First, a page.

Allergy Symptoms: Itchy Eyes
What causes itchy, watery eyes?
If you’re experiencing dry and itchy eyes, there are a few different reasons why this might be the case – from troublesome contact lenses, to spending too much time staring at the computer screen or in dry, over- or under-heated environments, or even lifestyle habits like smoking tobacco and drinking alcohol.i
But if your eyes are itchy, watery and red, there is one very likely cause at play: you have an allergy.
Red, watery and itchy eyes are a common symptom of hay fever (also known as allergic rhinitis) and other allergies, including pet or mould allergies.ii, iii
To help understand whether or not an allergy may be the cause of your itchy, watery eyes, it’s useful to check if they are also accompanied by some of these common allergy symptoms:i, ii, iii, iv
- Itchy eyes or throat
- Blocked or runny nose
- Headaches and/or blocked sinuses
- Fatigue (tiredness)
- Post-nasal drip (mucus running down the back of the throat)
People who have asthma may also:iii, iv,
- Experience shortness of breath
- Have a tight feeling in the chest
- Wheeze and/or cough
Of course, some of these allergy symptoms are also shared by the common cold or the flu. If you’re not sure whether your symptoms are likely to be caused by allergies or illness, check out our simple SymptomCheck comparison table.
If you think you may have an allergy, or you are concerned about any symptoms you are experiencing, consult a pharmacist, the NHS website or your GP for advice. If your symptoms are severe and you need help urgently, call the NHS 111 helpline.
Allergies like hay fever (which is an allergy to pollen), pet, dust or mould allergies are triggered when your body comes into contact with an irritant (or ‘allergen’).
If you have an allergy, your body’s immune system will mistakenly react to that particular substance as if it is harmful, and release a chemical called histamine to help combat it.v, vi This histamine release is what causes your allergy symptoms.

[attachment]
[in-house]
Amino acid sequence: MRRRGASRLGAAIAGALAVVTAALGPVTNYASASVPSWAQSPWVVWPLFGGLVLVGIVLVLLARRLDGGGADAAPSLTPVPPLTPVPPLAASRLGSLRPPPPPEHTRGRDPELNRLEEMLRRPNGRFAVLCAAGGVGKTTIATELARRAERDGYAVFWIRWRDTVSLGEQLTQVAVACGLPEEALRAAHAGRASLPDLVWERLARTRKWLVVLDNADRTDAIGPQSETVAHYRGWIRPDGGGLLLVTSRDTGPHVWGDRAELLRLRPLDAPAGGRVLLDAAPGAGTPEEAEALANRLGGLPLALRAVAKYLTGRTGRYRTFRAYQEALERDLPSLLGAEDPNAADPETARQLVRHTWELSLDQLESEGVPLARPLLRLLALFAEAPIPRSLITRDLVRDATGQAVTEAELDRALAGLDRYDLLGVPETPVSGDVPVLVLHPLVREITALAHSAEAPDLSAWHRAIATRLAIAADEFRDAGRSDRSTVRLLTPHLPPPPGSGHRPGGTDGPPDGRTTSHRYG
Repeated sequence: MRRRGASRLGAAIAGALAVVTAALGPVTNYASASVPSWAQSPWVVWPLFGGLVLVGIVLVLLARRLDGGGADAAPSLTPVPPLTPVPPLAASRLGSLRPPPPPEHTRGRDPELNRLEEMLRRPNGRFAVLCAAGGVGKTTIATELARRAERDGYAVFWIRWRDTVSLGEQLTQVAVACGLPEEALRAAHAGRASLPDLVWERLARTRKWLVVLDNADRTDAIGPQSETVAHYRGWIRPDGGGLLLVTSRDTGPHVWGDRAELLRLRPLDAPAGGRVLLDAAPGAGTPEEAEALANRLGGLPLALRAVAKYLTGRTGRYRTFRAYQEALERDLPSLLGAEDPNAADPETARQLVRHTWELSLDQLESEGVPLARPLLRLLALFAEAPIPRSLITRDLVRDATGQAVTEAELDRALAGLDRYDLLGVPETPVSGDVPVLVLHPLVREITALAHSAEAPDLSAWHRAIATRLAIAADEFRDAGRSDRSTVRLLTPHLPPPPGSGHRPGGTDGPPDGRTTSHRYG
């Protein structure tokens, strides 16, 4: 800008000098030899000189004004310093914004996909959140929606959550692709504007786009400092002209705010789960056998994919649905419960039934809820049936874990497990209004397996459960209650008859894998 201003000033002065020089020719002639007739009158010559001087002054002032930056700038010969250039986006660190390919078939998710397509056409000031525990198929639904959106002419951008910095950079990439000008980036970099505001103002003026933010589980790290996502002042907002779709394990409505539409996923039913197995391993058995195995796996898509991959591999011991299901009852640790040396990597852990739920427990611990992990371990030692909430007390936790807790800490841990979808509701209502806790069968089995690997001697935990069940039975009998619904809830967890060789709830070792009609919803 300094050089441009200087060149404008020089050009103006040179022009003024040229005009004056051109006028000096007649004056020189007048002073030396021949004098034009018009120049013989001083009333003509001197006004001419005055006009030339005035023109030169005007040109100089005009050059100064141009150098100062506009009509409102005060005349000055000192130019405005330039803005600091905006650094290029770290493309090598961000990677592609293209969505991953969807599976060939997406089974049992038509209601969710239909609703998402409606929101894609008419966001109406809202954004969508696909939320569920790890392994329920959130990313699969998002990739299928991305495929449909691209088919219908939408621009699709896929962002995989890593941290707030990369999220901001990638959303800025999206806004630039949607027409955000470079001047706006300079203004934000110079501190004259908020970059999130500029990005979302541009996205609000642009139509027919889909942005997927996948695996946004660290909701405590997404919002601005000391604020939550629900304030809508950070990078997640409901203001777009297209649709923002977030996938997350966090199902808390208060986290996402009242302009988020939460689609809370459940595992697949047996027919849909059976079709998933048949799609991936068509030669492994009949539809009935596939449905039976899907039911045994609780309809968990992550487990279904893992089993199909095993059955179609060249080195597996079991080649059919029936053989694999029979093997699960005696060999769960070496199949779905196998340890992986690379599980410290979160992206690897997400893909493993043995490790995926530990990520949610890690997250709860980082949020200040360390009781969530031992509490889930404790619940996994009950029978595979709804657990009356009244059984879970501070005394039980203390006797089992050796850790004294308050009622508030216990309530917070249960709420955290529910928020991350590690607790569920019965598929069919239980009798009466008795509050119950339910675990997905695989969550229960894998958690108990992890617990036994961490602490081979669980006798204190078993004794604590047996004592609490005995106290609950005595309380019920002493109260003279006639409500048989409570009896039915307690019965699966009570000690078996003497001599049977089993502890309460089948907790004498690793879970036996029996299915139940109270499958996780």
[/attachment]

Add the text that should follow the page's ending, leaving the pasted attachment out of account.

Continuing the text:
In the case of itchy, watery eyes, they are often the body’s natural response to a pollen allergy – helping to wash the irritant out of the eyes.vii
Treatment for itchy, red, watery eyes
Allergy sufferers will know all-too-well how frustrating and uncomfortable itchy, watery eyes can be. Thankfully, treatment options are readily available, to help you get back to feeling like you again.
You can get relief from itchy, watery eyes and other allergy symptoms by using a nasal spray like Pirinase Allergy.
It may surprise you to learn that nasal sprays don’t just tackle nasal symptoms. In fact, a nasal spray like Pirinase Allergy is designed to help combat a range of symptoms caused by airborne allergies for up to 24 hours – including itchy, watery eyes and that blocked up feeling that allergies can bring. It also helps relieve sneezing, runny nose and nasal congestion.
Or, if you know hay fever is the culprit behind your symptoms, try Pirinase Hayfever, which provides effective relief against all major hay fever symptoms.
There’s also a wide range of eye drops available over the counter at your local pharmacy that are designed to help relieve itchy, watery eyes caused by hay fever and other allergies. Speak to a pharmacist about whether eye drops could be right for you.
When should you start treatment for itchy, watery eyes?
You can start using an allergy treatment like Pirinase as soon as your symptoms begin – or, if you know the time of year that your symptoms usually flare up (like during pollen season), you can even start treatment with Pirinase Allergy nasal spray a few days in advance to help prevent symptoms from developing.
Find Pirinase Nasal Sprays at your local pharmacy or in the healthcare aisle of your supermarket along with the rest of the Piri Allergy product range for allergy symptom relief – including tablets, syrups and a 100% natural daily nasal wash that washes away trapped airborne allergens such as dust and pollen in 3 seconds.*
*Up to 49% of dust washed away in an artificial nose/laboratory model.
Sources: Clicking any of the links below takes you to an external website that is independently operated and not managed by GSK. GSK assumes no responsibility for the content on the website. If you do not wish to leave this website, do not click on the links below.
- Dry eyes. NHS. https://www.nhs.uk/conditions/dry-eyes/. Accessed 21/01/21.
- Pet allergy. American College of Asthma, Allergy and Immunology. https://acaai.org/allergies/types/pet-allergy. Accessed 21/01/21.
- Mold allergy. American College of Asthma, Allergy and Immunology. https://acaai.org/allergies/types/mold-allergy. Accessed 20/01/21.
- Hay fever. NHS. https://www.nhs.uk/conditions/hay-fever/. Accessed 20/01/21.
- Allergies. NHS. https://www.nhs.uk/conditions/allergies/. Accessed 20/01/21.
- Food allergy causes. NHS. https://www.nhs.uk/conditions/food-allergy/causes/. Accessed 20/01/21.
- Hay fever. Moorfields NHS. https://www.moorfields.nhs.uk/news/hay-fever. Accessed 20/01/21.